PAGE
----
So stet pro ratione voluntas be tractile, Stand forth, arch deceiver, and tell us Invade not, I say, my own dear little in truth, dactyl ;

Are you handsome or ugly, in age If you do, you'll occasion a breach or in youth? in our intercourse.

Man, woman, or child-a dog or To-morrow will see me in town for

a mouse? the winter-course,

Or are you, at once, each live thing But not at your door, at the usual

in the house? hour, sir,

Each live thing, did I ask ?-each dead My own pye-house (pious!) daughter's implement, too,

good prog to devour, sir. A workshop in your person,-saw, Ergo-peace !--on your duty, your chisel, and screw!

squeamishness throttle, Above all, are you one individual ? And we'll soothe Priscian's spleen

I know with a canny third bottle. You must be at least Alexandre and Co. A fig for all dactyls, a fig for all But I think you're a troop-an assemspondees,

blage-a mob, A fig for all dunces and dominie And that I, as the Sheriff, should take Grundys;

up the job; A fig for dry thrapples, south, north, And insteadofrehearsing your wonders

east, and west, sir, Speates and raxes' ere five for a Must read you the Riot Act, and famishing guest, sir;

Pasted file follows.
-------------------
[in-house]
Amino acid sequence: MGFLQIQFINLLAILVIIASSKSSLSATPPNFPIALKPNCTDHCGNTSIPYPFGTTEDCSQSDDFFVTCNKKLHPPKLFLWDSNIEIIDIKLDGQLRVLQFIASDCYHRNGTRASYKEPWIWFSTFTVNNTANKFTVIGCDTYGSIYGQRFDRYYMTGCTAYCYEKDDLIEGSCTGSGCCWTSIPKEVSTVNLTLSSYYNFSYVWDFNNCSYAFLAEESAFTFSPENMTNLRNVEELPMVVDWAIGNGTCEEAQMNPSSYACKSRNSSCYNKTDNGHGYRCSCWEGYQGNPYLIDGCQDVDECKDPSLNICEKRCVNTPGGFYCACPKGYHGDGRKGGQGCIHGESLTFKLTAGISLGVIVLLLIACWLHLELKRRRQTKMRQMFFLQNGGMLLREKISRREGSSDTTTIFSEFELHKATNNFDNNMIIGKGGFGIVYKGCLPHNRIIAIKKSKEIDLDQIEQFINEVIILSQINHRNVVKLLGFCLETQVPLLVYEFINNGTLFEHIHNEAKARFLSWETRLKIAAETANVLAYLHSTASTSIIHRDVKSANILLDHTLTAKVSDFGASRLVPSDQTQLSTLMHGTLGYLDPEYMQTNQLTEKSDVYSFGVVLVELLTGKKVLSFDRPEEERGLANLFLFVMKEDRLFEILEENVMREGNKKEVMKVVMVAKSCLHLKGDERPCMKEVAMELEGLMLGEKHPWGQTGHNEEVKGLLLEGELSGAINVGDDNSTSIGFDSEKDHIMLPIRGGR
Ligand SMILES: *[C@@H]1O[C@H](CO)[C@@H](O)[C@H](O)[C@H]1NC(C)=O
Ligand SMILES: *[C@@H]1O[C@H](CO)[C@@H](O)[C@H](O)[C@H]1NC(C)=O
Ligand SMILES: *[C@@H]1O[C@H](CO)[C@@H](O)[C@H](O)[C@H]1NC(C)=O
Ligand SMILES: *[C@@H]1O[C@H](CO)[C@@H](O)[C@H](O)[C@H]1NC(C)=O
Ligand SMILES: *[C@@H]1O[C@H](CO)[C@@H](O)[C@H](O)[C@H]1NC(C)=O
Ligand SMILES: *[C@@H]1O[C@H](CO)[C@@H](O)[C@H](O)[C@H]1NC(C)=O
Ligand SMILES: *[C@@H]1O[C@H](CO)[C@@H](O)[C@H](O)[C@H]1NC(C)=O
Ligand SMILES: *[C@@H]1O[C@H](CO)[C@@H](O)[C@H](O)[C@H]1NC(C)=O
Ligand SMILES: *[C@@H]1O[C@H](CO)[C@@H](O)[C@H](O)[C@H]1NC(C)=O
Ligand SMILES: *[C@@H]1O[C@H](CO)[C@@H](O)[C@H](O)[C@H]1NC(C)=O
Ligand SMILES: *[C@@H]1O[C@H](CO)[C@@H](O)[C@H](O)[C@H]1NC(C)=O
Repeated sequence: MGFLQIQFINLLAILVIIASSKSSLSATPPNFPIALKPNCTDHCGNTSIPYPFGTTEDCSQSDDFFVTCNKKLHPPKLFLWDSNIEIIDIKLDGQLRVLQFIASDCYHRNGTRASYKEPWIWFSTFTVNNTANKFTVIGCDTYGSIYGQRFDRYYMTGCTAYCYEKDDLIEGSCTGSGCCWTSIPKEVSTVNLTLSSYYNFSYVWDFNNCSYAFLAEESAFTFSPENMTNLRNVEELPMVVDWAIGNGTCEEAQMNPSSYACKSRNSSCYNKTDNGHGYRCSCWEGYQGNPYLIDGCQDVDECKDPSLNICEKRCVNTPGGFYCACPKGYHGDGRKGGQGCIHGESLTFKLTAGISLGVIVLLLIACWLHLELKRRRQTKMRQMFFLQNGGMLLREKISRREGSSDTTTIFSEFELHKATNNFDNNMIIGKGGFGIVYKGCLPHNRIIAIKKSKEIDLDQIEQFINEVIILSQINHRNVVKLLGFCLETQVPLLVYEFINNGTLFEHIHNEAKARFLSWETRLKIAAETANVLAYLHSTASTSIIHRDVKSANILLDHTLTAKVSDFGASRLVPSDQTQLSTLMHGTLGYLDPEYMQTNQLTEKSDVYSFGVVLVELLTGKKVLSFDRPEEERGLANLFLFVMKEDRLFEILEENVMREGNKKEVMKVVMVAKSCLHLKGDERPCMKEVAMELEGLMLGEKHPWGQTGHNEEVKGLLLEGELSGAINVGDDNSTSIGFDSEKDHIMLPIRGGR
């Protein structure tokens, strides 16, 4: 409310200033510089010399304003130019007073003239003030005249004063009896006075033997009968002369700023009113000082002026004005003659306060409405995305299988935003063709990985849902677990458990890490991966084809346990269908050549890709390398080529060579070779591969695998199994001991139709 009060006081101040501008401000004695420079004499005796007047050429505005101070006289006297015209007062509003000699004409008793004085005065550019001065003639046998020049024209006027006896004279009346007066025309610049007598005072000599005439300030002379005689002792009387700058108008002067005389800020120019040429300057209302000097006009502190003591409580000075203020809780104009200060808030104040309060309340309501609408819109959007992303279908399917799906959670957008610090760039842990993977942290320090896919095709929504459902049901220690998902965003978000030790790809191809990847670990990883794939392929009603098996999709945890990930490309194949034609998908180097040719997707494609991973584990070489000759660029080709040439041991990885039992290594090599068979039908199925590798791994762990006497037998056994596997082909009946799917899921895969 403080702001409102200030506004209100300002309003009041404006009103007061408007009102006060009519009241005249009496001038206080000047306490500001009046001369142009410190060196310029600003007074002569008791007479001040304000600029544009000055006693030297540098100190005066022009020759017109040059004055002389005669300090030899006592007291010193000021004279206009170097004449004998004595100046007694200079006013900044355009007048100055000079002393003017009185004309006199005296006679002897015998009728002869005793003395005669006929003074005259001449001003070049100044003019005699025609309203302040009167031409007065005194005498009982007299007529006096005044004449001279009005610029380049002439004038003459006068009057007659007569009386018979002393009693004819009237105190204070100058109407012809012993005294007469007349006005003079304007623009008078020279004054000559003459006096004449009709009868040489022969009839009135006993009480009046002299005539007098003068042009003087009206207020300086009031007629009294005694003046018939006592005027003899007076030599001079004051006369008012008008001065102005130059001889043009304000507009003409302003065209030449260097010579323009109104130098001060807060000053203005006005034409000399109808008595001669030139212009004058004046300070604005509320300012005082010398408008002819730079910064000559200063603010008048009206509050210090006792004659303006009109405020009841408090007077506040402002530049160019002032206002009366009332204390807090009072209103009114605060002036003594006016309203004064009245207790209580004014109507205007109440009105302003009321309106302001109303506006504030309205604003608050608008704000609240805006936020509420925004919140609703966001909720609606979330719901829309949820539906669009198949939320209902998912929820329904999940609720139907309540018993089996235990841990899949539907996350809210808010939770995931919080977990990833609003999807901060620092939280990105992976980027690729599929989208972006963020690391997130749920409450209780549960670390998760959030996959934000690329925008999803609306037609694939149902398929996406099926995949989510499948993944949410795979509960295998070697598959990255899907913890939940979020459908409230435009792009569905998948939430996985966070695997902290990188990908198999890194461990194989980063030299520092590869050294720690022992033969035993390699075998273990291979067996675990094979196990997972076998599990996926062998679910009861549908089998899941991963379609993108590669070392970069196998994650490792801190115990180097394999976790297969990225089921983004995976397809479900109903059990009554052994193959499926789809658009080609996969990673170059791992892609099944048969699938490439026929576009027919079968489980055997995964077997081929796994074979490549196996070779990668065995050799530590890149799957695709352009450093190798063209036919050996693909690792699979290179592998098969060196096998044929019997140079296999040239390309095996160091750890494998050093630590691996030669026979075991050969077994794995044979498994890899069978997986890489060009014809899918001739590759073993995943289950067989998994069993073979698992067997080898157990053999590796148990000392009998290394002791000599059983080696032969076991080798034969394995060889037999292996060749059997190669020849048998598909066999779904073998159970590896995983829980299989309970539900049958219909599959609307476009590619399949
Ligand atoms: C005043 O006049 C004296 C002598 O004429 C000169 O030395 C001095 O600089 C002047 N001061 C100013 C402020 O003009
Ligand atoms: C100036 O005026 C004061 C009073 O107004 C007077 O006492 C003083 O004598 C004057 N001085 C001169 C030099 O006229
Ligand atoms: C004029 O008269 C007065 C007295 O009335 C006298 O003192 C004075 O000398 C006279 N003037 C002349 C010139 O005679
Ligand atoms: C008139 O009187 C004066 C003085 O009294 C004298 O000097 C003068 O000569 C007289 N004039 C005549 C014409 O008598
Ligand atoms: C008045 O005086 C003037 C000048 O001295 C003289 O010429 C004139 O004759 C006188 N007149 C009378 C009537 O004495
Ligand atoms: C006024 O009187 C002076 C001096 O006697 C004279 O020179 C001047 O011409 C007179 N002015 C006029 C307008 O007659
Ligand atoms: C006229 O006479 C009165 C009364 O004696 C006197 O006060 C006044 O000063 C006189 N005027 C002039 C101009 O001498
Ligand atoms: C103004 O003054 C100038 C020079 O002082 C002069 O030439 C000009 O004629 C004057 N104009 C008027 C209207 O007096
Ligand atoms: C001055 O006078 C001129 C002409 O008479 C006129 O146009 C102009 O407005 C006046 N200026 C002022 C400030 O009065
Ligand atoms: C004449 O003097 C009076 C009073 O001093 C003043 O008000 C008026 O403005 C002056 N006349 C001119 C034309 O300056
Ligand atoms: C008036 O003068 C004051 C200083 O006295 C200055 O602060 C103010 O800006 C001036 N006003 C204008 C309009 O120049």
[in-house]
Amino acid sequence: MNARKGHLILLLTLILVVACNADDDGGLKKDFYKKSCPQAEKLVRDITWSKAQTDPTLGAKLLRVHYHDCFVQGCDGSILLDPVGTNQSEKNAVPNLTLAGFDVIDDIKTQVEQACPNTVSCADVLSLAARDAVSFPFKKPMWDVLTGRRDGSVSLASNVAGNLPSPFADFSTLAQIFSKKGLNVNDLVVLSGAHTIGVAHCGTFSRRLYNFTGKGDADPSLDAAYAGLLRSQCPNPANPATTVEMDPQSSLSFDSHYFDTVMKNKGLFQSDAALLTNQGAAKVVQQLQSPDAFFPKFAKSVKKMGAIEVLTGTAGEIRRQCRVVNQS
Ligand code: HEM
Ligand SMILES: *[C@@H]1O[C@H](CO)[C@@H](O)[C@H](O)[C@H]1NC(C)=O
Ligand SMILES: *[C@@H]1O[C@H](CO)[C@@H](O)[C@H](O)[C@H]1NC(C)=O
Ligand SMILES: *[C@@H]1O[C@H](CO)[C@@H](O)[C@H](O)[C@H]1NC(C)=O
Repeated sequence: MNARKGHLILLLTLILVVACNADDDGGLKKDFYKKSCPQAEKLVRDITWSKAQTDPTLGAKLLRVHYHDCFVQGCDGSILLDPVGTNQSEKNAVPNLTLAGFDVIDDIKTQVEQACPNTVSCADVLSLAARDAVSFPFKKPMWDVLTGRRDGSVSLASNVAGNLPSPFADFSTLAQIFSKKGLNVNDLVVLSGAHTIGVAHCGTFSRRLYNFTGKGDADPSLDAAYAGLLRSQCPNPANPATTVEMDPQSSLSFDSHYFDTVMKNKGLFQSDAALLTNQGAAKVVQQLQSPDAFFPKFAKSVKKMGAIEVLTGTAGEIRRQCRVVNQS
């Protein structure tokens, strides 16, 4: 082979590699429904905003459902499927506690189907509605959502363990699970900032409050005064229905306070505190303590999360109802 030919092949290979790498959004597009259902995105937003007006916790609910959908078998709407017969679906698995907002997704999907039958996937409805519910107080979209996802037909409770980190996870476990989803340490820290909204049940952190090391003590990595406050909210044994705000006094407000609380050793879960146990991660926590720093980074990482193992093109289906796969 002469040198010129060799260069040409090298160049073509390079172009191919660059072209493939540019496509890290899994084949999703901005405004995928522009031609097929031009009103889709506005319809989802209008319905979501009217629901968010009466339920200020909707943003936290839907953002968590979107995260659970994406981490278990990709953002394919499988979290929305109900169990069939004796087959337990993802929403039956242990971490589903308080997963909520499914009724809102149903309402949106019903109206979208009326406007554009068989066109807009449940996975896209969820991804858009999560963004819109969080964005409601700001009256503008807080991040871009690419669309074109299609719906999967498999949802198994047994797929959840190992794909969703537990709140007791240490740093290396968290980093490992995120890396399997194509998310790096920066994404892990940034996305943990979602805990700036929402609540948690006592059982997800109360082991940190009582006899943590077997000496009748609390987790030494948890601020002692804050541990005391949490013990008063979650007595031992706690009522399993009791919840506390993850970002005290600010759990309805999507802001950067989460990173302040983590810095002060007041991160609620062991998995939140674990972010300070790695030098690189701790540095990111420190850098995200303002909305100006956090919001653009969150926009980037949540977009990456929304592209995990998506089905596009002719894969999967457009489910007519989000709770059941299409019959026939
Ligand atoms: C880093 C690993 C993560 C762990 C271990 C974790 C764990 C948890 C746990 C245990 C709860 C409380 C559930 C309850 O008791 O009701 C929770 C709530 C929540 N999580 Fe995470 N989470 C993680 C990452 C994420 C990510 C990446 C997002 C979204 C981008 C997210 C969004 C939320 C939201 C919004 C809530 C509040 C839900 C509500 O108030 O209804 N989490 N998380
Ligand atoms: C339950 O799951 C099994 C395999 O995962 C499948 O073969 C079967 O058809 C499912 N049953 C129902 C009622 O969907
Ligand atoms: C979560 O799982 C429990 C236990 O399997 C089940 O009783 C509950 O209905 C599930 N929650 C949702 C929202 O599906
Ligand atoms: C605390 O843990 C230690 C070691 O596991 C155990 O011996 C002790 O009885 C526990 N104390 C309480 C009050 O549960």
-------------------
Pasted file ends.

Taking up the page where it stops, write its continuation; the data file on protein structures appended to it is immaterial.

bid you disperse. And as Fatsman ? and I have some ABBOTSFORD, 23rd April.

topics for haver, he 'll Be invited, I hope, to meet me and

Dame Peveril, Upon whom, to say nothing of Oury and Anne, you a

EPILOGUE Dog shall be deemed if you fasten your janua.



in verse,


(1824.) LINES

Enter Meg Dodds, encircled by a crowd ADDRESSED TO MONSIEUR ALEXANDRE,

of unruly boys, whom a town's-officer THE CELEBRATED VENTRILOQUIST.

is driving off. (1824.)

That's right, friend-drive the gaitOf yore, in old England, it was not

lings' back, thought good

And lend yon muckle ane a whack; To carry two visages under one hood; Your Embro’ bairns are grown a pack, What should folk say to you? who

Sae proud and saucy, have faces such plenty,

They scarce will let an auld wife That, from under one hood, last

walk night show'd us twenty !

Upon your causey. I Spits and ranges. 2 James Ballantyre.


I've seen the day they would been The deevil hottle them for Meg ! scaur’d,

They are sae greedy and sae gleg, Wi' the Tolbooth, or wi' the Guard, That if ye’re served but wi' an egg, Or maybe wud hae some regard

(And that's puir pickin',) For Jamie Laing

In comes a chiel and makes a leg, The Water-hole was right weel wared

And charges chicken !
On sic a gang.

• And wha may ye be,' gin ye speer, But whar's the gude Tolbooth gane

'That brings your auld-warld clavers

here?' now? Whar's the auld Claught", wi' red and Troth, if there's onybody near

That kens the roads, blue?

I'll haud ye Burgundy to beer,
Whar's Jamie Laing?? and whar's

He kens Meg Dodds.
John Doo3 ?
And whar's the Weigh- I came a piece frae west o’ Currie" ;